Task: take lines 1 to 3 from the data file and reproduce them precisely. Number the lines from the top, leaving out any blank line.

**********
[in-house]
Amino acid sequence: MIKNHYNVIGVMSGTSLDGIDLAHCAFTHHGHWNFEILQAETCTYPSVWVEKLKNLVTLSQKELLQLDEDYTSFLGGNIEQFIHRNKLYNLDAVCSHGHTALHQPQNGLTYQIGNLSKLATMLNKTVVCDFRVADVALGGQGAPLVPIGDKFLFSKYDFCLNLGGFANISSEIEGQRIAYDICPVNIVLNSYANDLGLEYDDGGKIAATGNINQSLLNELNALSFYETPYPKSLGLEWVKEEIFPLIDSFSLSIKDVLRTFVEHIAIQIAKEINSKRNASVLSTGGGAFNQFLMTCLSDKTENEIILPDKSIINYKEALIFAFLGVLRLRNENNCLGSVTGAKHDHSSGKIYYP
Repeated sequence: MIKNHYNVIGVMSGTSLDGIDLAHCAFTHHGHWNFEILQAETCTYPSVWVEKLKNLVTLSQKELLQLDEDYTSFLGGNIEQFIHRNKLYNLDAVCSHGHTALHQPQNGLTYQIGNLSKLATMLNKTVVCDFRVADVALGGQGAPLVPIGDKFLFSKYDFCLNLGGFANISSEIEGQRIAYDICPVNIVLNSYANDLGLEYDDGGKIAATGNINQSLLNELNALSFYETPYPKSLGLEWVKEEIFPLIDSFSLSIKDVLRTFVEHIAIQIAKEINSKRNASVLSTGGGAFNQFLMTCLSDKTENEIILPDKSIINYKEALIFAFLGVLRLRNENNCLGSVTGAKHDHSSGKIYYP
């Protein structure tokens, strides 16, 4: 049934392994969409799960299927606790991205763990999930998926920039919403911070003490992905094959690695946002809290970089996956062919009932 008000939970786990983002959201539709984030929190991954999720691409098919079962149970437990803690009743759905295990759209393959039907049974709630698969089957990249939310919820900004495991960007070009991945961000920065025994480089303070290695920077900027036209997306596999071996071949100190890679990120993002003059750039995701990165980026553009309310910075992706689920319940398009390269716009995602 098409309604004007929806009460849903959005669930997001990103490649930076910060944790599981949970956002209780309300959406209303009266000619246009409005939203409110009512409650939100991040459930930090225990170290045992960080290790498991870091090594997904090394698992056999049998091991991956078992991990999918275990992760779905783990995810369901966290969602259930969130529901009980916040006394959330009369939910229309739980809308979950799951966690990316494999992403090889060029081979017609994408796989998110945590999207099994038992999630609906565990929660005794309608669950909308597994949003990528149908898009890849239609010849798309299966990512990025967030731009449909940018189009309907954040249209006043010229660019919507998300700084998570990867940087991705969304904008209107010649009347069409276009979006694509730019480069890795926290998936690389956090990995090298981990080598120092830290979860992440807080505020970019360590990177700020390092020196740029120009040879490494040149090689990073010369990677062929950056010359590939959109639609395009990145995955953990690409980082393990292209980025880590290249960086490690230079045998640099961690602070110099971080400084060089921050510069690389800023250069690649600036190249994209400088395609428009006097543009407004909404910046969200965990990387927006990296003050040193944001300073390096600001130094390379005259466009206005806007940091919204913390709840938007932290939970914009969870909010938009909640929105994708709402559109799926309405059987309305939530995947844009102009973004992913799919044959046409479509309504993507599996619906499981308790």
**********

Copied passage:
[in-house]
Amino acid sequence: MIKNHYNVIGVMSGTSLDGIDLAHCAFTHHGHWNFEILQAETCTYPSVWVEKLKNLVTLSQKELLQLDEDYTSFLGGNIEQFIHRNKLYNLDAVCSHGHTALHQPQNGLTYQIGNLSKLATMLNKTVVCDFRVADVALGGQGAPLVPIGDKFLFSKYDFCLNLGGFANISSEIEGQRIAYDICPVNIVLNSYANDLGLEYDDGGKIAATGNINQSLLNELNALSFYETPYPKSLGLEWVKEEIFPLIDSFSLSIKDVLRTFVEHIAIQIAKEINSKRNASVLSTGGGAFNQFLMTCLSDKTENEIILPDKSIINYKEALIFAFLGVLRLRNENNCLGSVTGAKHDHSSGKIYYP
Repeated sequence: MIKNHYNVIGVMSGTSLDGIDLAHCAFTHHGHWNFEILQAETCTYPSVWVEKLKNLVTLSQKELLQLDEDYTSFLGGNIEQFIHRNKLYNLDAVCSHGHTALHQPQNGLTYQIGNLSKLATMLNKTVVCDFRVADVALGGQGAPLVPIGDKFLFSKYDFCLNLGGFANISSEIEGQRIAYDICPVNIVLNSYANDLGLEYDDGGKIAATGNINQSLLNELNALSFYETPYPKSLGLEWVKEEIFPLIDSFSLSIKDVLRTFVEHIAIQIAKEINSKRNASVLSTGGGAFNQFLMTCLSDKTENEIILPDKSIINYKEALIFAFLGVLRLRNENNCLGSVTGAKHDHSSGKIYYP